Analgesics Use And ESRD In Younger Age: A Case-control Study

Fokke J van der Woude; Lothar AJ Heinemann; Helmut Graf; Michael Lewis; Sabine Moehner; Anita Assmann; Doerthe Kühl-Habich


BMC Nephrology 

In This Article


Of 1,831 cases identified, 1,305 met the study entry criteria, 978 were interviewed, and 907 phenacetin-free cases were included in the analysis. The reasons for exclusion are shown in Figure 1. Similarly, of 6,587 potential neighborhood -controls, 6.236 were eligible, 3,892 were interviewed after 1,878 were excluded due to refusal to participate and 466 for undeclared reasons, and 3,622 controls without history of phenacetin use finally entered the analysis (Fig. 1). There were 71 cases and 270 controls with reasonable evidence for past phenacetin use mainly during childhood or early youth who were excluded from analysis. In terms of the study protocol, response rates of 74.9% for cases (978 of 1,305 eligibles) and 62.4 % (3,892 interviewed of 6,236 eligible) were considered acceptable. No important heterogeneity was observed for response rates across subgroups of age, gender, or case/control status (data not shown).

Flow chart: inclusion and exclusion of possible cases and controls.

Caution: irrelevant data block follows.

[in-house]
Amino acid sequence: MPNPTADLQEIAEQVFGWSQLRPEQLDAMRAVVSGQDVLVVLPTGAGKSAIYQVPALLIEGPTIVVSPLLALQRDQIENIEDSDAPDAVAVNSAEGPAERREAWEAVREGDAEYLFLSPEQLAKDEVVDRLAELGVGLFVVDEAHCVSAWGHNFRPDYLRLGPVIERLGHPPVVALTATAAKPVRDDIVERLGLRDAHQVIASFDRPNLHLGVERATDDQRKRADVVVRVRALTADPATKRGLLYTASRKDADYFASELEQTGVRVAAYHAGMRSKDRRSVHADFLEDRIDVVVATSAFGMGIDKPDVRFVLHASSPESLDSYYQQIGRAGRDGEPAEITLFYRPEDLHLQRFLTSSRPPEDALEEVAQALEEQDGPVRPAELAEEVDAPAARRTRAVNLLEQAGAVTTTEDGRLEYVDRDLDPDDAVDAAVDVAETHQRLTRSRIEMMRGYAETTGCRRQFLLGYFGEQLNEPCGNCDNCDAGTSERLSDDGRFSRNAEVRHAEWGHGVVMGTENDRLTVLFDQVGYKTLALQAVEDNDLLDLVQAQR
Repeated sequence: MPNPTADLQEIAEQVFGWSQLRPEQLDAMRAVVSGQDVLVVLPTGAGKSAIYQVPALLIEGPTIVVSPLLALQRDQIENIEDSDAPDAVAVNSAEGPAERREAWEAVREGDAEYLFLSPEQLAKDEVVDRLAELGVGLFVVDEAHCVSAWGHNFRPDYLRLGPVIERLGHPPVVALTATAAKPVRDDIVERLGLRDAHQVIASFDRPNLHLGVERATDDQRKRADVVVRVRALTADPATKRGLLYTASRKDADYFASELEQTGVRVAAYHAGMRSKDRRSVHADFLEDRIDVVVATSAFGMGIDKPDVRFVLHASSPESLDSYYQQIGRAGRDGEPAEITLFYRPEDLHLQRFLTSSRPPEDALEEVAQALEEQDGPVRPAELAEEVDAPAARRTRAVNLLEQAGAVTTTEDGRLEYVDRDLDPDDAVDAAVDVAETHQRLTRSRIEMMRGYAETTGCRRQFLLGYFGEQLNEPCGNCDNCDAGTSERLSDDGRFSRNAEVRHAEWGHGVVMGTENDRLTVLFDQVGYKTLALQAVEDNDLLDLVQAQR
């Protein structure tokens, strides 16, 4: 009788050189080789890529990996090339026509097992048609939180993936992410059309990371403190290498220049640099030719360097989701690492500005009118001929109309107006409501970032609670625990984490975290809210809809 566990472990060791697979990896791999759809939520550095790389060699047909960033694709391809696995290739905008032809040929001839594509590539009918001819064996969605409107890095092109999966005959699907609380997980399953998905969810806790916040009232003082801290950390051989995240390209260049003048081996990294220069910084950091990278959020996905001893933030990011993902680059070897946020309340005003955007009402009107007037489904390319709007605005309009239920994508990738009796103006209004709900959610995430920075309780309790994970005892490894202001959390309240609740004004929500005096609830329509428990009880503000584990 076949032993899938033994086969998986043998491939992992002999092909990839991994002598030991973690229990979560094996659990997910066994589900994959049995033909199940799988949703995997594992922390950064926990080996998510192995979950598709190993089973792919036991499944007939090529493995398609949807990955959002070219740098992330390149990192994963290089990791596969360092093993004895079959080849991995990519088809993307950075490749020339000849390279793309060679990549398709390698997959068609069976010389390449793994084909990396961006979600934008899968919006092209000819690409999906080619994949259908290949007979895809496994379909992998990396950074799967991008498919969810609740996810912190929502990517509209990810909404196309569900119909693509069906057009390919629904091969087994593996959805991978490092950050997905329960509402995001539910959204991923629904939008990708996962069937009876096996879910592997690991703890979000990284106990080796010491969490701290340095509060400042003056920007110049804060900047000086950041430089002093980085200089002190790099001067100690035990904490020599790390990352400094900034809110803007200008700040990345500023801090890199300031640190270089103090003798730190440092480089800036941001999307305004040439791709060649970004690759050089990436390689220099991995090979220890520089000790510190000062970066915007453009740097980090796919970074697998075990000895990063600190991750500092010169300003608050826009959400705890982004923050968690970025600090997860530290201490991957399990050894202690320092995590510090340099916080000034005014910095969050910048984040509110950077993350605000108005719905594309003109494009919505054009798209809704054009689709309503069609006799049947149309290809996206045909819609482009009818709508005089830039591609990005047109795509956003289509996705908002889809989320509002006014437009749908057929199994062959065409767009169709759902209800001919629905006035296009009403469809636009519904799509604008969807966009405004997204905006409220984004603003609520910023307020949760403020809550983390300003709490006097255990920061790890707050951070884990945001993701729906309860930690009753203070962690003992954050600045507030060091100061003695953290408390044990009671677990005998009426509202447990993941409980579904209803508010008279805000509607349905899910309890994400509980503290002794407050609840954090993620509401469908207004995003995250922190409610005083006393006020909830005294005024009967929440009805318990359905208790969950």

Table 1 provides an overview of baseline characteristics for all cases and their controls. As expected from the matching process, there was no difference between cases and controls with regard to age, sex, and country. Compared with cases, controls had a proportionately higher educational level (defined as more than 10 years of school), smoked less, but consumed more alcohol. Cases more frequently reported conditions suspected to play a role in ESRD development such as diabetes, hypertension, renal diseases, urinary tract infections, and a first-degree family history of chronic renal conditions. There was a higher proportion of painful conditions such as headache, migraine, chronic back or arthritic pain as well as use of specific medications (anti-rheumatic, immune-suppressive, or long-term therapy with antibiotics) among cases than among controls. Relative to their age group, controls more frequently voiced minor subjective physical and psychological complaints than did cases, which were more prone to major complaints ( Table 1 ). Cases more often reported worksite exposure to heavy metals, other metal dust (such as aluminum, copper, chromium, tin), certain silicates (such as sand, cement, coal, rock, grain dust), solvents (such as varnish & paints, glue, crude oil, fuel, diesel, toluene), and welding and soldering fumes. These descriptive differences were taken into account for the determination of the adjustment factors for the main analysis.